Looking on Darkness

Frode Haltli, Vertavo String Quartet

CD18,90 out of print

Looking on Darkness is the solo recording debut of accordionist Frode Haltli, a major talent from Norway, destined to make his mark on several genres. He was last heard on ECM in the company of Trygve Seim and friends, but his primary commitment is to the performance of contemporary composition and this album features Nordic new music – from Norway, Sweden, Denmark and Finland – written for the accordion. Four of the five pieces are premiere recordings, written especially for Halti. They add up to a fascinating landscape of new music from the north, music which casts its inspirational net wide. Features compositions by Bent Sørensen, Asbjørn Schaathun, Magnus Lindberg, PerMagnus Lindborg, and Maja Solveig Kjelstrup Ratkje. Halti is joined by the Vertavo String Quartet for Ratkje’s gagaku variations.

Featured Artists Recorded

August 2001, Sofienberg Kirke, Oslo

Original Release Date

04.11.2002

  • 1Looking on darkness
    (Bent Sørensen)
    09:50
  • 2Bombastic SonoSofisms
    (PerMagnus Lindborg)
    08:40
  • 3gagaku variations (for accordion and string quartet)
    (Maja Solveig Kjelstrup Ratkje)
    23:36
  • 4Jeux d'anches
    (Markus Lindberg)
    08:12
  • 5Lament
    (Asbjørn Schaathun)
    09:26
The accordion has never - well, hardly ever - had it so good. But forget Piazzolla and banish thoughts of the tango: this debut solo disc from the Norwegian virtuoso Frode Haltli presents five challenging new works which explore the furthest sonic regions of the instrument. This is all high-latitude music... You'll need to pace yourself for the 24-minute Gagaku Variations at the heart of this disc. A trip to Japan inspired Maja Ratkje to a work which fuses the energies and sonorities of the accordion and the string quartet to unpredictable and revelatory effect.
Hilary Finch, BBC Music Magazine
 
Still in his twenties, the young Norwegian accordionist Frode Haltli is clearly a performer of gifts and imagination, whose astonishing virtuosity has inspired many Scandinavian composers. This stimulating ECM release showcares his prowess in a cross-section of works especially written for him. The accordion's sheer adaptability, its capacity for violence and delicacy, massive sonorities and fleeting, elusive ones, makes it an attractive medium for contemporary music. It can be a metallic organ, a reed pipe, a clicking percussion instrument and much else besides, while always remaining essentially itself. All these pieces explore this enormous sonoristic range while contriving to establish their composer's individual characters. ... This is certainly an intriguing and enjoyable collection of contemporary Scandinavian music, stunningly well recorded by ECM.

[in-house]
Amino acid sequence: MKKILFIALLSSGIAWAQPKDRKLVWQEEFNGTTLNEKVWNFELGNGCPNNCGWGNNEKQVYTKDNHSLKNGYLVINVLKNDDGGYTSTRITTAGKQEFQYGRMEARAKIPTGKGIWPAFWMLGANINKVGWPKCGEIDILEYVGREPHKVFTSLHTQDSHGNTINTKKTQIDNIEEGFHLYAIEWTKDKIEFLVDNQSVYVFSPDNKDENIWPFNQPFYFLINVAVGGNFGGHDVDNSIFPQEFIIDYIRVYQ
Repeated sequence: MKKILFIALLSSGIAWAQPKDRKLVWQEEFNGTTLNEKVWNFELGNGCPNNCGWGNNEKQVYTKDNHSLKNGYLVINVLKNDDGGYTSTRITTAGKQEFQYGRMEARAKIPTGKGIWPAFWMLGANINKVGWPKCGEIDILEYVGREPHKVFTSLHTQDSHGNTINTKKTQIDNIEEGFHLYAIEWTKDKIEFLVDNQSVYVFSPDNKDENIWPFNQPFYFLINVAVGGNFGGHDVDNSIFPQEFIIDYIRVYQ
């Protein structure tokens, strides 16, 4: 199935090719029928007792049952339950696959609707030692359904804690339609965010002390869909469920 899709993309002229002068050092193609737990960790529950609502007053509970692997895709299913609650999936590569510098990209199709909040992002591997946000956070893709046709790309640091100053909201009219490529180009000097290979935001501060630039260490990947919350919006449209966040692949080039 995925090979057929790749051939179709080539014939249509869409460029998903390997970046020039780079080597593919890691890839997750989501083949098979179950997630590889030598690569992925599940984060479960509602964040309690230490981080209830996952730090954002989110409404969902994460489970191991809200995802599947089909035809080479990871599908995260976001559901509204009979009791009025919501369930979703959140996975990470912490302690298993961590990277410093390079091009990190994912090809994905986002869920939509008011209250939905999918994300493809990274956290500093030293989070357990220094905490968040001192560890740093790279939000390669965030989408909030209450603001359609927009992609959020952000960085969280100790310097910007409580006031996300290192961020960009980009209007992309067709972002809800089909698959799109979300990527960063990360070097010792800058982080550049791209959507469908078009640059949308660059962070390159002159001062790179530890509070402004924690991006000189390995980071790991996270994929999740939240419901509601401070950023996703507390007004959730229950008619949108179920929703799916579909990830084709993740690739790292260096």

Cahum MacDonald, International Record
 
Frode Haltli's first solo recording is more than a collection of superb interpretations of pieces by prominent Nordic composers. It is shaped like a well-constructed concert, from the almost introverted opening piece, the title work "Looking on Darkness" by Bent Sørensen, to Asbjørn Schaathun's closing "Lament". Four of the five works (the first and the last, plus the victory lap "Bombastic SonoSofisms" by Per Magnus Lindborg and "Jeux d'anches" by Magnus Lindberg) are accessible pieces of contemporary music, enjoyable without being banal. There is more resistance in the longest... work on the CD, Maja Solveig Kjelstrup Ratkje's "Gagaku Variations". This piece explores the intersection of traditional Japanese music and Western modernism, and displays a range covering a fragile vulnerability to a more aggressive texture. As a musician, Haltli conveys these nuances with a confident sensitivity, in an unusual combination of elegant and rough-hewn interplay with the Vertavo Quartet. This is a fearless, searching and exceptional debut.
Astrid Kvalbein, Verdens Gang
 
There aren't many accordionists who manage to lift the instrument out of its countrified doldrums, but Frode Haltli is one of the few who can. On his brand-new debut solo CD he proves that the accordion can be a perfectly satisfactory and extremely expressive art-music solo instrument. Haltli doesn't use his technical skill and dexterity just to impress us, but as a means of exposing the soul and raw nerve of the instrument. ... The music itself is far from simple. Particularly not for the performer and his instrument: both have to tackle some formidable challenges in a series of contemporary Nordic pieces that were composed especially for Haltli and his accordion. But the open-minded listener can expect a memorable experience and a stimulating journey through a musically demanding, but rewarding, landscape.
Ole-Einar Andersen, Adresseavisen